If you keep in mind that historical dramas are often more drama than history, they serve to pique our interest in true stories we didn’t learn in school. The 1995 film Braveheart was lambasted by historians for its inaccuracies, but it still won five Oscars. Even if you know the script by heart, there’s always something new to learn about how a movie was made. Now’s your chance to learn a little more about Braveheart. For instance,
8. Mad Max influenced the battle scenes.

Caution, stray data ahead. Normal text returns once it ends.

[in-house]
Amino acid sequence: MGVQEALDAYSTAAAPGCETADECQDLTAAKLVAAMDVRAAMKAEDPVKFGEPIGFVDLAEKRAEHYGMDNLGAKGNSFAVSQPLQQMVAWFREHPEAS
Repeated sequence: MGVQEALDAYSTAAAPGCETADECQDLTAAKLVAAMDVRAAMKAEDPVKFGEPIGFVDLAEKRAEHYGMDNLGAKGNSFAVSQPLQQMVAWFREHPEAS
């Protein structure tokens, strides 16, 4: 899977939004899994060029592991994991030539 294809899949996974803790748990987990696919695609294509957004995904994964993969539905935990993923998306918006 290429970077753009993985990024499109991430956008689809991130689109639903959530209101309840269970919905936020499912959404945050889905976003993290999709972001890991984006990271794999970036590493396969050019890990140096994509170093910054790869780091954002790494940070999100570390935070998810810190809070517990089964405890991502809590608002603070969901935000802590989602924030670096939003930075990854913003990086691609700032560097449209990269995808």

Gibson admits that he borrowed the cinematic techniques for most of the violent shots in the movie—like shooting at different speeds or using jump cuts to emphasize the violence—from his Mad Max director George Miller. He also admittedly borrowed ideas and techniques for more atmospheric shots from director Peter Weir (who directed Gibson in Gallipoli and The Year of Living Dangerously ).
9. Gibson had no choice but to star as William Wallace.
Gibson was relatively new to directing and was known more as an actor when he took on Braveheart – at that point his only directing credit was the small drama The Man Without a Face . Because of his onscreen fame, Paramount Pictures would allegedly only agree to let Gibson direct the movie if he starred in it.
Read the rest of the 15 things you probably didn’t know about Braveheart at mental_floss.